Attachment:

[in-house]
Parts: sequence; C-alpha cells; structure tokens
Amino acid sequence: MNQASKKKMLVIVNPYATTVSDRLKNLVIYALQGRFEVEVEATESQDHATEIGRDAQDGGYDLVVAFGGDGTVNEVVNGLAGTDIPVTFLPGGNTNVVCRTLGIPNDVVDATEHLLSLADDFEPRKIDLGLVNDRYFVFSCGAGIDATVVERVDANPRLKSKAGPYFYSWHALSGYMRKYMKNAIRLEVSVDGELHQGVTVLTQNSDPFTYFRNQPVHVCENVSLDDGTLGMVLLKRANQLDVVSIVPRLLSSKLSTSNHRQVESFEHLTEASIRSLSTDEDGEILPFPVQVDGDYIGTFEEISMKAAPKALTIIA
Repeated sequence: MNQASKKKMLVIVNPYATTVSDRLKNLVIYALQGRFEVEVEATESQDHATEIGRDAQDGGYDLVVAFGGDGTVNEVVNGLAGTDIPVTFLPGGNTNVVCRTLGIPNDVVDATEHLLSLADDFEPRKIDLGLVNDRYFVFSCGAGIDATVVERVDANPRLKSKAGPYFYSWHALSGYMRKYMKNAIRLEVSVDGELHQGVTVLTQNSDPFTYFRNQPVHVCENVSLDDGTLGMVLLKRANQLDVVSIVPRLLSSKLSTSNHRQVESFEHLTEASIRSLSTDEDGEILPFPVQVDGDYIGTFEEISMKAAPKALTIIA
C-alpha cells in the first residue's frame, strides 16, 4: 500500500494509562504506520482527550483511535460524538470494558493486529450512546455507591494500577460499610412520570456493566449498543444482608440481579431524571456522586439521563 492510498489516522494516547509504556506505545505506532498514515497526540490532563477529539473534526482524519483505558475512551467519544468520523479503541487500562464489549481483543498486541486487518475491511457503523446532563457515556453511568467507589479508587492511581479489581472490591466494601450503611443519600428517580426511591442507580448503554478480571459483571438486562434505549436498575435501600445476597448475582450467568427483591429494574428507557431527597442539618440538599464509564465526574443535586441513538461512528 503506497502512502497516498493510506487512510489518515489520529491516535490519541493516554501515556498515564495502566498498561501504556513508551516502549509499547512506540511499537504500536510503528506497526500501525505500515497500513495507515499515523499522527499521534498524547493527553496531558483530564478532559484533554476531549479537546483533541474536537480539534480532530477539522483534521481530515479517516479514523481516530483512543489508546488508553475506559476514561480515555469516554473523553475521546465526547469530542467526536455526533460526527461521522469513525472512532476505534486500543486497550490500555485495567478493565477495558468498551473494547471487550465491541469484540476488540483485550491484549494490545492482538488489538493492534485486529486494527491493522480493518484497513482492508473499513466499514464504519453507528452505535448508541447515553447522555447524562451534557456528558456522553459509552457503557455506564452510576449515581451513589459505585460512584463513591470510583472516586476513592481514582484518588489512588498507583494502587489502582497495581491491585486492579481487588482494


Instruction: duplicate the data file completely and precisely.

[in-house]
Parts: sequence; C-alpha cells; structure tokens
Amino acid sequence: MNQASKKKMLVIVNPYATTVSDRLKNLVIYALQGRFEVEVEATESQDHATEIGRDAQDGGYDLVVAFGGDGTVNEVVNGLAGTDIPVTFLPGGNTNVVCRTLGIPNDVVDATEHLLSLADDFEPRKIDLGLVNDRYFVFSCGAGIDATVVERVDANPRLKSKAGPYFYSWHALSGYMRKYMKNAIRLEVSVDGELHQGVTVLTQNSDPFTYFRNQPVHVCENVSLDDGTLGMVLLKRANQLDVVSIVPRLLSSKLSTSNHRQVESFEHLTEASIRSLSTDEDGEILPFPVQVDGDYIGTFEEISMKAAPKALTIIA
Repeated sequence: MNQASKKKMLVIVNPYATTVSDRLKNLVIYALQGRFEVEVEATESQDHATEIGRDAQDGGYDLVVAFGGDGTVNEVVNGLAGTDIPVTFLPGGNTNVVCRTLGIPNDVVDATEHLLSLADDFEPRKIDLGLVNDRYFVFSCGAGIDATVVERVDANPRLKSKAGPYFYSWHALSGYMRKYMKNAIRLEVSVDGELHQGVTVLTQNSDPFTYFRNQPVHVCENVSLDDGTLGMVLLKRANQLDVVSIVPRLLSSKLSTSNHRQVESFEHLTEASIRSLSTDEDGEILPFPVQVDGDYIGTFEEISMKAAPKALTIIA
C-alpha cells in the first residue's frame, strides 16, 4: 500500500494509562504506520482527550483511535460524538470494558493486529450512546455507591494500577460499610412520570456493566449498543444482608440481579431524571456522586439521563 492510498489516522494516547509504556506505545505506532498514515497526540490532563477529539473534526482524519483505558475512551467519544468520523479503541487500562464489549481483543498486541486487518475491511457503523446532563457515556453511568467507589479508587492511581479489581472490591466494601450503611443519600428517580426511591442507580448503554478480571459483571438486562434505549436498575435501600445476597448475582450467568427483591429494574428507557431527597442539618440538599464509564465526574443535586441513538461512528 503506497502512502497516498493510506487512510489518515489520529491516535490519541493516554501515556498515564495502566498498561501504556513508551516502549509499547512506540511499537504500536510503528506497526500501525505500515497500513495507515499515523499522527499521534498524547493527553496531558483530564478532559484533554476531549479537546483533541474536537480539534480532530477539522483534521481530515479517516479514523481516530483512543489508546488508553475506559476514561480515555469516554473523553475521546465526547469530542467526536455526533460526527461521522469513525472512532476505534486500543486497550490500555485495567478493565477495558468498551473494547471487550465491541469484540476488540483485550491484549494490545492482538488489538493492534485486529486494527491493522480493518484497513482492508473499513466499514464504519453507528452505535448508541447515553447522555447524562451534557456528558456522553459509552457503557455506564452510576449515581451513589459505585460512584463513591470510583472516586476513592481514582484518588489512588498507583494502587489502582497495581491491585486492579481487588482494